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A functional neurology look at migraines and migraine relief


About one in four Americans suffer from migraines, or head pain that lasts four to 72 hours, in the United States and it’s a leading cause of disability. Fortunately, by understanding how metabolic disorders affect the brain, we can use functional neurology and neurochemistry to help many people with migraines find lasting and significant relief.

Many migraine sufferers feel they miss out on much of their lives. It’s hard to make commitments to social events, concerts, picnics, or other events because they never know when they’ll be felled by a migraine. Many migraine patients are also dependent on one or more drugs to function, and some of these drugs can cause rebound migraines!

When a migraine is coming on or hits, symptoms may include not only pain but also inability to tolerate light or sound, nausea and vomiting, dizziness, numbness and tingling in different parts of the body, visual auras, déjà vu, hallucinations, and more. These symptoms are important clues in functional neurology to help us determine which part of the brain is affected during the migraine. For instance, visual auras indicate an issue in the occipital lobe, which governs vision, while déjà vu signals a migraine affecting the temporal lobe, which plays a role in time perception.

What exactly causes a migraine?

It has long been believed migraines happen when blood vessels to a region of the brain dilate, or enlarge, pressing on nerve fibers around them. However, other research suggests the pain is due not to widening blood vessels but rather extra sensitive nerve fibers surrounding them. Either way, inflammation seems to play a key role in the painful throbbing and pounding. The trick is to find out the underlying cause of the inflammation. This is where functional neurology and functional medicine come in.

Unstable blood sugar. Clinically, we see many cases of migraines significantly improve, if not resolve, simply by stabilizing the patient’s blood sugar. Most Americans are on a roller coaster of blood sugar lows and highs thanks to diets that are too high in sugars and processed carbohydrates, and too low in healthy, whole foods.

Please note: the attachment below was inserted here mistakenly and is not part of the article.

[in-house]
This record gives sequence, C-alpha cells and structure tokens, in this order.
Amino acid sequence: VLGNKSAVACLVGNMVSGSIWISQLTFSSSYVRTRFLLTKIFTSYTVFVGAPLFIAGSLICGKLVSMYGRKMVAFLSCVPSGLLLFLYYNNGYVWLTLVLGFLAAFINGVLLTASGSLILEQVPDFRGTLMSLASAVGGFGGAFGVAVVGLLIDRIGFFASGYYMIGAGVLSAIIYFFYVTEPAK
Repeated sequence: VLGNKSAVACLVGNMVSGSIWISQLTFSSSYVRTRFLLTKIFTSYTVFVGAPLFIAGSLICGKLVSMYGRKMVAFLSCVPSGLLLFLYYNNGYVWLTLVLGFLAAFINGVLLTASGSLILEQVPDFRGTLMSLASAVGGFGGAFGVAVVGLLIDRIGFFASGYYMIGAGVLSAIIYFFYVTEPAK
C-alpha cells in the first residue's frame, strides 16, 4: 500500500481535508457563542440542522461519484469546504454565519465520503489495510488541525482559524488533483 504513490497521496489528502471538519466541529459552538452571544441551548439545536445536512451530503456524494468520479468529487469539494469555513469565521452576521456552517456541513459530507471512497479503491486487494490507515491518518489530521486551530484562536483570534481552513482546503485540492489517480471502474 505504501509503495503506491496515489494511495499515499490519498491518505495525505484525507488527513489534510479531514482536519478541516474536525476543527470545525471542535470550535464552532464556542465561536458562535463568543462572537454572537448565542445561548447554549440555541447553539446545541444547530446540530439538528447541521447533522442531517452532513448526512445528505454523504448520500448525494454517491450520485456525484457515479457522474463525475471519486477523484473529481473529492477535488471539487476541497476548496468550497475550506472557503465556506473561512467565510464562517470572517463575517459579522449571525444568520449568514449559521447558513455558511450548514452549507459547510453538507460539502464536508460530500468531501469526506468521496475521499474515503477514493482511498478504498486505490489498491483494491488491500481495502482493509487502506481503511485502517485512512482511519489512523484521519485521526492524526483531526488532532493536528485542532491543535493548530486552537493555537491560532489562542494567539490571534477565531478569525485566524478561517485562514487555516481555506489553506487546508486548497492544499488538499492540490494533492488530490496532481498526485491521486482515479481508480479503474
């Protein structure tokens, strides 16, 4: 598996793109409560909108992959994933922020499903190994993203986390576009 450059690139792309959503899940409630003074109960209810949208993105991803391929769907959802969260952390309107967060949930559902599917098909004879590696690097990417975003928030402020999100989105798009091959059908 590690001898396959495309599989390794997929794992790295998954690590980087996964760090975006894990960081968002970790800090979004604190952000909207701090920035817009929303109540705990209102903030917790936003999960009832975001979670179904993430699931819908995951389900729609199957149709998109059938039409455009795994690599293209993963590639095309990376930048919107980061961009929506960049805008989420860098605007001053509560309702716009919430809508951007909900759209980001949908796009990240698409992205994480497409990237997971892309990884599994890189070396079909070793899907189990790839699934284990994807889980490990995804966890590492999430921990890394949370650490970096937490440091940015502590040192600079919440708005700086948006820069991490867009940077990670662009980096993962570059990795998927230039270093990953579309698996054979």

For others, they eat too little and too infrequently, keeping their body and brain constantly in a state of low blood sugar.

For these people, eating small bites of protein more frequently throughout the day can help prevent migraines.

Blood sugar lows and highs are highly stressful and inflammatory to the body and brain and a primary root cause to many chronic health disorders, including migraines. The first step in addressing migraine should always be to stabilize blood sugar and follow an anti-inflammatory diet.

Iron deficiency anemia. Anemia is another commonly overlooked cause of migraines we sometimes see clinically. If a migraine patient tests low in iron, sometimes supplementing with iron can profoundly impact migraine symptoms. Of course, you’ll want to address why you have anemia too.

Hormone imbalances. One of the more common, and complicated, causes of migraines in women is a hormone imbalance involving estrogen and progesterone. Hormone imbalances require a comprehensive functional medicine approach to address the reasons for the imbalance — chronic stress, blood sugar imbalances, poor gut health, inflammation, chronic infection, etc. Many women are low in progesterone due to chronic stress, which robs the body of the precursors necessary for progesterone to make stress hormones instead. Other common female hormone issues include excess estrogen, low estrogen, or excess testosterone. Appropriate levels of the sex hormones help regulate the immune system and inflammation.

This is a very cursory overview of some potential mechanisms for migraines, which can be different for everyone. Previous head injuries are another common factor to consider. If you have migraines, ask my office for a consultation.

Meet the Author

Dr. Boyle D.A.C.M., LAc., DiplOM.

Dr. Boyle D.A.C.M., LAc., DiplOM. is the founder of the Holistic Wellness Center of the Carolinas where he is the Director of Functional Medicine. He holds a Diplomate in Oriental Medicine and is acupuncture physician and primary care physician in the state of Florida. His post-graduate focus has been in the fields of functional neurology, functional immunology, and functional endocrinology.

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